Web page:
Pacific, Atlantic oceans filling up with tropical systems

- Today marks the peak of hurricane season, and it is definitely living up to it. 

The mainland United States, Hawaii, Guam, the U.S. Virgin Islands and Puerto Rico could all be impacted by tropical systems within days of each other—something that has never happened before. It all comes one year after Hurricane Irma made landfall in Florida. 

While Guam is getting hit now with Typhoon Mangkhut and Hawaii is likely to get Tropical Storm Olivia tomorrow night, lets focus on the Atlantic, where three hurricanes have lined up.

One off the coast of Africa named Helene which is not a threat to land as of yet. Then there’s Isaac, which became a hurricane late last night. It is heading toward Lesser Antilles, the U.S. Virgin islands and potentially Puerto Rico. However, a lot can change between now and a potential landfall, which could be near the end of the week.

But, our eyes on the mainland will likely be focused on Florence, which is rapidly strengthening now at a major Category 4 hurricane and getting stronger. 

The big difference with Florence is that we are in nearly uncharted waters. The area of the Atlantic Florence is in is well known for having tropical systems but not for having a U.S. landfall. Of the 37 the area has seen since the mid-1800s, only two have made landfall in the U.S. since traveling over that location in the Atlantic. The first was in 1901 that hit south Florida, and the second in 1933 that hit North Carolina and Virginia. Florence though takes aim at just about every place in between.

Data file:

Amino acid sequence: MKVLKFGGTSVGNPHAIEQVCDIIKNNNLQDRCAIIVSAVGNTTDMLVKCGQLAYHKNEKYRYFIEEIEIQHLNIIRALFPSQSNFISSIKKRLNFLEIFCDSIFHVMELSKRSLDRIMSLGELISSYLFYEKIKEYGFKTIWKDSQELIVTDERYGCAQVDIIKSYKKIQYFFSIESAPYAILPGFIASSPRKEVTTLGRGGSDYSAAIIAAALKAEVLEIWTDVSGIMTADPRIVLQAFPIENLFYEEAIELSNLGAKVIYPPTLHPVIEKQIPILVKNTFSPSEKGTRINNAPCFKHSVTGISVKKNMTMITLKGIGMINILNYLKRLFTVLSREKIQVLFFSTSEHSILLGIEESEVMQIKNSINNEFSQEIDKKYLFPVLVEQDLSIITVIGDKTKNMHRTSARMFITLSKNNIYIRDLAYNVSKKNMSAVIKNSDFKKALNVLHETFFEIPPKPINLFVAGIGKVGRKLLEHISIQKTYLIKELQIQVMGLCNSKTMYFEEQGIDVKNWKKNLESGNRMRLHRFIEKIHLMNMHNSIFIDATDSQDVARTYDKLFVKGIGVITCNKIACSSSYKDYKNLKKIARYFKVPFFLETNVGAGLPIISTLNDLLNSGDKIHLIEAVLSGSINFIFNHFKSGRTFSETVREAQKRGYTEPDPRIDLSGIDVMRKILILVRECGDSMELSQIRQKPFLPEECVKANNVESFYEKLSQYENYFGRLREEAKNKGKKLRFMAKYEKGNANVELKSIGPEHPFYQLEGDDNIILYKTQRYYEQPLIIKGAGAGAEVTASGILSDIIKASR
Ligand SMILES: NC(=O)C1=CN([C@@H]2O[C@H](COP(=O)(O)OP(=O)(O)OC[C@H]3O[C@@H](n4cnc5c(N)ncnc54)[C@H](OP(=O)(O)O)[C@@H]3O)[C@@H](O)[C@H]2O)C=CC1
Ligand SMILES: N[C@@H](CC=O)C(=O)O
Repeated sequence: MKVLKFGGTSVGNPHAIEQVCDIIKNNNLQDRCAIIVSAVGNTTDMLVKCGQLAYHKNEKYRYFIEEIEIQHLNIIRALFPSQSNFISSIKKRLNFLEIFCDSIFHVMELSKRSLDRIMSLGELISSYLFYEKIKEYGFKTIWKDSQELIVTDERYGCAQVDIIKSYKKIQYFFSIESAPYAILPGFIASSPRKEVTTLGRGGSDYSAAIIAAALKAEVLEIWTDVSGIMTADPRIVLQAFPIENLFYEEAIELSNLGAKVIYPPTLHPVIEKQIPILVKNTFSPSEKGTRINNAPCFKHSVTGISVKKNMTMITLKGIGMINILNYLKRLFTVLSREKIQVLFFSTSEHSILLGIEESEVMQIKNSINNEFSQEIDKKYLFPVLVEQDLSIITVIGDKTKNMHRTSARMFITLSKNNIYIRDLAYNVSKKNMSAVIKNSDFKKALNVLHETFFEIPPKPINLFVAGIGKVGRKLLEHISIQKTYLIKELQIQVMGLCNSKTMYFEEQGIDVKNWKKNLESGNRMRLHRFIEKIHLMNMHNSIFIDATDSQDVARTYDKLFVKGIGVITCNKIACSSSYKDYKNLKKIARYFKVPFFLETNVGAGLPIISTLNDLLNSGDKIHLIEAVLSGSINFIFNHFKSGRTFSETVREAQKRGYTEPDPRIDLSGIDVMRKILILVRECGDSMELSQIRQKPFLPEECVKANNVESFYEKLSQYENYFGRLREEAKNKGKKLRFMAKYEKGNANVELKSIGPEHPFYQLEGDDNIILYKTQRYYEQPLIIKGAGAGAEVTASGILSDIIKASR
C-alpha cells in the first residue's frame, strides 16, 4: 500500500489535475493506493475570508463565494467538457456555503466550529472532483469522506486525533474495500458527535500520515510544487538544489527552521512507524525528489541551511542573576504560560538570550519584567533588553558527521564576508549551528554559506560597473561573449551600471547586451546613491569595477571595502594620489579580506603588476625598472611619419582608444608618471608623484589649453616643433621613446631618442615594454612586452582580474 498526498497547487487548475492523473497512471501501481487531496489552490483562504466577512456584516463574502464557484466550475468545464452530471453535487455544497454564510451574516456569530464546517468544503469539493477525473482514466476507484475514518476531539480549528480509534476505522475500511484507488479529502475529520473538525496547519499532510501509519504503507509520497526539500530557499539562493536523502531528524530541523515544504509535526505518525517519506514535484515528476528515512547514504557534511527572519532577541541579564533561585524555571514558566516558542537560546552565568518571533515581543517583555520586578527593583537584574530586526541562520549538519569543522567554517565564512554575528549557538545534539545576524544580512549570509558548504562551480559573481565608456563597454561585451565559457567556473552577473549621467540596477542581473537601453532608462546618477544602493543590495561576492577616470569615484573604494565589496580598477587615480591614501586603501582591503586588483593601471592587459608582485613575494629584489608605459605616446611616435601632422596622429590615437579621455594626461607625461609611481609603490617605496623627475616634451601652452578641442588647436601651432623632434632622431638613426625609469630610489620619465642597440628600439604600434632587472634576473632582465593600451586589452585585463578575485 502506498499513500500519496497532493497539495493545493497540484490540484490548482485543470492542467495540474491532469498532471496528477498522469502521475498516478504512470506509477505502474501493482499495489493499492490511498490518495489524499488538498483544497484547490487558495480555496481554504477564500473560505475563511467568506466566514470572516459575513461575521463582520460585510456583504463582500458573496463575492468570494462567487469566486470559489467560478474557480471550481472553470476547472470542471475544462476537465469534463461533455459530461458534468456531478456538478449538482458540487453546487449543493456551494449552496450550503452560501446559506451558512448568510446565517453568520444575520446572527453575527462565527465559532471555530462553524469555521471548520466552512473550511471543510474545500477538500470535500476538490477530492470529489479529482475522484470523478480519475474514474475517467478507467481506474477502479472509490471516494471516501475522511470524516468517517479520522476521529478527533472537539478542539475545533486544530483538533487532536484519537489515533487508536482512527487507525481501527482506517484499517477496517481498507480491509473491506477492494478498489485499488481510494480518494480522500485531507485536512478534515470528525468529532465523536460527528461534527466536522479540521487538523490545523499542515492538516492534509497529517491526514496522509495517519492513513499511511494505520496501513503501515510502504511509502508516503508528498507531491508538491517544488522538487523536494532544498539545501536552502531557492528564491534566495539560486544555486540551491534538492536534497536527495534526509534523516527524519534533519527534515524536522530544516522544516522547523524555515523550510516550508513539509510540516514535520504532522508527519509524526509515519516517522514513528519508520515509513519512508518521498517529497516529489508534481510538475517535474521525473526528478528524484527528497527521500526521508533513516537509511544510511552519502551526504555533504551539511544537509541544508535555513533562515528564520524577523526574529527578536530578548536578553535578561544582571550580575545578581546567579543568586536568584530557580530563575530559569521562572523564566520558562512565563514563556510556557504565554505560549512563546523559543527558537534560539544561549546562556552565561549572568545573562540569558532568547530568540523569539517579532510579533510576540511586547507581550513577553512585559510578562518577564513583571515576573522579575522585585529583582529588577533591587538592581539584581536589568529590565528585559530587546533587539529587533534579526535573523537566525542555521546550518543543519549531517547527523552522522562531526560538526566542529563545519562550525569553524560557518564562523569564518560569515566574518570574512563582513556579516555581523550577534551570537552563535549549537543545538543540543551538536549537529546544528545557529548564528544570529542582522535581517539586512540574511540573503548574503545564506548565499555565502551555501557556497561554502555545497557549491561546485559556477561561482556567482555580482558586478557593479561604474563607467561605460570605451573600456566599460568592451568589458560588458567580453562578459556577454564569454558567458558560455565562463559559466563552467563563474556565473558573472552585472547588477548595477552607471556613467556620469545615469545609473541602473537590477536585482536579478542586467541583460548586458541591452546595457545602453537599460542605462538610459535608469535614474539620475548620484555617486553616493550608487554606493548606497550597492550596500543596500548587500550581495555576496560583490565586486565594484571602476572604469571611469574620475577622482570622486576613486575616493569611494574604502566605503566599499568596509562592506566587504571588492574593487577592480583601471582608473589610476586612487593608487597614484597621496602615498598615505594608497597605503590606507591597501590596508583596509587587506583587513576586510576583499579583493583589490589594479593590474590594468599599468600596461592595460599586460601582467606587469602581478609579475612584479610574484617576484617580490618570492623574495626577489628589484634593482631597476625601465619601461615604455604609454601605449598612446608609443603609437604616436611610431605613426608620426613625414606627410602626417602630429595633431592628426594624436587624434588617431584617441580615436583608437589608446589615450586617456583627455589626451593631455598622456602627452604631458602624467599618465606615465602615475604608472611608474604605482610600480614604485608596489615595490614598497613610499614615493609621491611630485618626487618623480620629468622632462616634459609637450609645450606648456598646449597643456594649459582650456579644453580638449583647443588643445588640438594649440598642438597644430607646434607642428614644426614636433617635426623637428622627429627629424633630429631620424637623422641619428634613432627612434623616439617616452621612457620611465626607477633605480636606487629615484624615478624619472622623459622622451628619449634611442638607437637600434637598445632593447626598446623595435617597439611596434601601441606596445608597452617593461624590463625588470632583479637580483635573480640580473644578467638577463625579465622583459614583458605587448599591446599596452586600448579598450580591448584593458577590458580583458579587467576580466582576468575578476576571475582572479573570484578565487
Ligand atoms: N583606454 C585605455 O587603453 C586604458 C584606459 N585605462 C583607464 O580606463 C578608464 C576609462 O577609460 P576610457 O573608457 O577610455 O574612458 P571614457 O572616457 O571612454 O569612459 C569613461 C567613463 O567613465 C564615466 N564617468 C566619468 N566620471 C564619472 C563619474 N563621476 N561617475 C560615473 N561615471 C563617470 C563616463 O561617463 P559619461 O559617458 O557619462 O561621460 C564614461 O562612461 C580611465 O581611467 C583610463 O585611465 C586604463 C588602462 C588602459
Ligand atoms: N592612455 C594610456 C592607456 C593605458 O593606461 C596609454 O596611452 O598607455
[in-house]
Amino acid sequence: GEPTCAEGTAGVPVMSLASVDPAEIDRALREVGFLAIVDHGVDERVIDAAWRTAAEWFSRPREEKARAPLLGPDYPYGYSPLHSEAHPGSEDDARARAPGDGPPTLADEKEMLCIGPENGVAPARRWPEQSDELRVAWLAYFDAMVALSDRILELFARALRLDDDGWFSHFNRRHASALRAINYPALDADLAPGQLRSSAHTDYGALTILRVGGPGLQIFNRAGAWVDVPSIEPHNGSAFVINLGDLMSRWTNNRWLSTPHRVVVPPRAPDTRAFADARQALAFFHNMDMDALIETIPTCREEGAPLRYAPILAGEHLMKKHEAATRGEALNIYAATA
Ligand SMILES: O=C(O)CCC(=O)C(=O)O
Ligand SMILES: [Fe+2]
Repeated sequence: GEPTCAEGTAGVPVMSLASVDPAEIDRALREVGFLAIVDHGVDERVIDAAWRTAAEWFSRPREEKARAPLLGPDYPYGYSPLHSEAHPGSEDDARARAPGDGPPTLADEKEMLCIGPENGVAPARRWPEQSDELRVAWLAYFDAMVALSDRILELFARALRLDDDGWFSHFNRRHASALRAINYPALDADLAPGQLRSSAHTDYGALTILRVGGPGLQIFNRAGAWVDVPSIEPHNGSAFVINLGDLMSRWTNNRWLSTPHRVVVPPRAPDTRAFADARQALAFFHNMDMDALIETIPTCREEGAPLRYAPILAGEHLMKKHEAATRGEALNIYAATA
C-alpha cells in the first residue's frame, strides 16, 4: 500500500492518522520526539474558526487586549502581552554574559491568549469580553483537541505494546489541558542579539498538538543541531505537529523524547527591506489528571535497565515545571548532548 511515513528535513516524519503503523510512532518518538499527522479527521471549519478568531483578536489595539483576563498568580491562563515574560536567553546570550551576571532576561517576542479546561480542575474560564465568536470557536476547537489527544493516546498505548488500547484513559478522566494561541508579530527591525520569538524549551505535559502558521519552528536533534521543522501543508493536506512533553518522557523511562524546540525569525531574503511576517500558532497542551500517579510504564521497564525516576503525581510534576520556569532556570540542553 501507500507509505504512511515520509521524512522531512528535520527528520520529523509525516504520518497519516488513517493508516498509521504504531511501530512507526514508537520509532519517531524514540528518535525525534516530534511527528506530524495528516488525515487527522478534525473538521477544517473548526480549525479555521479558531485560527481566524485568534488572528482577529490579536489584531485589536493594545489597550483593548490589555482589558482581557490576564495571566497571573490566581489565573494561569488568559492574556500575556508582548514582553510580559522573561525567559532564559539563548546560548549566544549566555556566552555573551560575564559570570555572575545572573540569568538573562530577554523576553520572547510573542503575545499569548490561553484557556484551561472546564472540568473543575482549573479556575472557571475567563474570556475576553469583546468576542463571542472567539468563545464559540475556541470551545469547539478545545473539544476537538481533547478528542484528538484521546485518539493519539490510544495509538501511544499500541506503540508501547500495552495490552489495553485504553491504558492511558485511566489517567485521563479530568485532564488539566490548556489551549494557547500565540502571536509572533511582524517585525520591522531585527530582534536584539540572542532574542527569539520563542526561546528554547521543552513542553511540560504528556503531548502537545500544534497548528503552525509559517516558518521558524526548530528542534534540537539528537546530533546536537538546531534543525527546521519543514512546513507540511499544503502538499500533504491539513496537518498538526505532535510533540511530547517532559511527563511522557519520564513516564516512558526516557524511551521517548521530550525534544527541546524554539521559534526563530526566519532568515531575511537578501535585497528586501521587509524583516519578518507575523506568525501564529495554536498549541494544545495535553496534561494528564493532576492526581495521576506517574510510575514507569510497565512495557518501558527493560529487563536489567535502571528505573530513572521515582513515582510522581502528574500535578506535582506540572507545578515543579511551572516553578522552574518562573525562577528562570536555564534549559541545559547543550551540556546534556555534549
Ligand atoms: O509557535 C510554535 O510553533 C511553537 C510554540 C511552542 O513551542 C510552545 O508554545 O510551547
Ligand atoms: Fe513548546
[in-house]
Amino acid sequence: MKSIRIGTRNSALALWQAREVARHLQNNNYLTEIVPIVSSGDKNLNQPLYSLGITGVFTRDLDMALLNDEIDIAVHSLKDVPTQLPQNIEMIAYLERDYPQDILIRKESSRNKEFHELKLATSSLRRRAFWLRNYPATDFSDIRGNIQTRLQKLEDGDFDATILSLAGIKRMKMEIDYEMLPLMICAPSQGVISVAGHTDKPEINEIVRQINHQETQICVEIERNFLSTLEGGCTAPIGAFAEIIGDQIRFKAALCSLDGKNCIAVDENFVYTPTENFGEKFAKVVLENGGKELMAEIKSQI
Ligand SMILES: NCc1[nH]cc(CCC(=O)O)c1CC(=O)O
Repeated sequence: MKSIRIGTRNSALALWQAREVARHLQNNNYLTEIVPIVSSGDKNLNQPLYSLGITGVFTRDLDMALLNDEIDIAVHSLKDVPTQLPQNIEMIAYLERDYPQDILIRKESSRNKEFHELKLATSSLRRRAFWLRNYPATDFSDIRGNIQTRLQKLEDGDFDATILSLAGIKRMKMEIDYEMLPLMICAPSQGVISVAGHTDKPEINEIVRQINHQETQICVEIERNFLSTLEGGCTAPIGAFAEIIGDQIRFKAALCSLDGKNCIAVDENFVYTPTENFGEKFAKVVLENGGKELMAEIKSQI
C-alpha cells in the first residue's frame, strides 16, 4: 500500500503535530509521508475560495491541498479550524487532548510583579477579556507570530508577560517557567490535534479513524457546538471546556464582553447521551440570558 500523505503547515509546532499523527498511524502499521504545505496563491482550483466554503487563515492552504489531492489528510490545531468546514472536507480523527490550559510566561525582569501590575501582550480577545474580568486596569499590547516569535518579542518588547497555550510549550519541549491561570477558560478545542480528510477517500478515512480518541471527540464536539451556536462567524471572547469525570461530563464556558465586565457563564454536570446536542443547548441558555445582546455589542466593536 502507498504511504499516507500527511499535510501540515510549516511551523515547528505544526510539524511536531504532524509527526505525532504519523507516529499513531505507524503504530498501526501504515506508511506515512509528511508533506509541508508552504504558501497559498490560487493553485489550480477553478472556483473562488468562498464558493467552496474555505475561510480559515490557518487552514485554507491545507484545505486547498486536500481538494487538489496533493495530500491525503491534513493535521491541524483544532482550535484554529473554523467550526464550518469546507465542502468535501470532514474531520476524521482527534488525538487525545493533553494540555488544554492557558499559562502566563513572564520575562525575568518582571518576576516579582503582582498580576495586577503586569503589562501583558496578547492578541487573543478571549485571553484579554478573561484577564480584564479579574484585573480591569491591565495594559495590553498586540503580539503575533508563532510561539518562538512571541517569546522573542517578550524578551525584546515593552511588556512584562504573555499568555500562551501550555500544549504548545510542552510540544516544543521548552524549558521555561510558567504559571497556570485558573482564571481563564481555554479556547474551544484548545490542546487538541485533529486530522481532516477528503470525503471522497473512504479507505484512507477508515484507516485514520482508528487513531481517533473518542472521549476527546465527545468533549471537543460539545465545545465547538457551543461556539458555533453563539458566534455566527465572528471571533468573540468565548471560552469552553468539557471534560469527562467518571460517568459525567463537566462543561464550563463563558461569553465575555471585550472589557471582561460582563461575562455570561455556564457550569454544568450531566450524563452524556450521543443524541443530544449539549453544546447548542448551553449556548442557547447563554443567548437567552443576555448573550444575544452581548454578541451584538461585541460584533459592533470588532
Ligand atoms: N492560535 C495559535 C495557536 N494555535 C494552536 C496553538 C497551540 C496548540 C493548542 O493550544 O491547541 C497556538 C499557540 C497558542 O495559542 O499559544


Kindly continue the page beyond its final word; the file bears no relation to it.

With very little left ahead of it to push it in a different direction, a U.S. landfall now looks likely somewhere between northern Florida and North Carolina on Thursday when Florence could be a strong Category 4 storm. The National Hurricane Center’s forecast shows the Carolinas as the likely target, but this can certainly change.

Preparations are already underway. A state of emergency has been issued for the Carolinas and Virginia as winds could thrash the coast and two feet of rain could flood many locations inland. The governor of South Carolina was the first to issue a state of emergency on Saturday.  

Evacuation orders are starting today for the University of North Carolina at Wilmington, and other areas are likely to follow suit.  

If Florence makes landfall at the current forecast, it would be the strongest hurricane that has made landfall ever recorded in the Carolinas.

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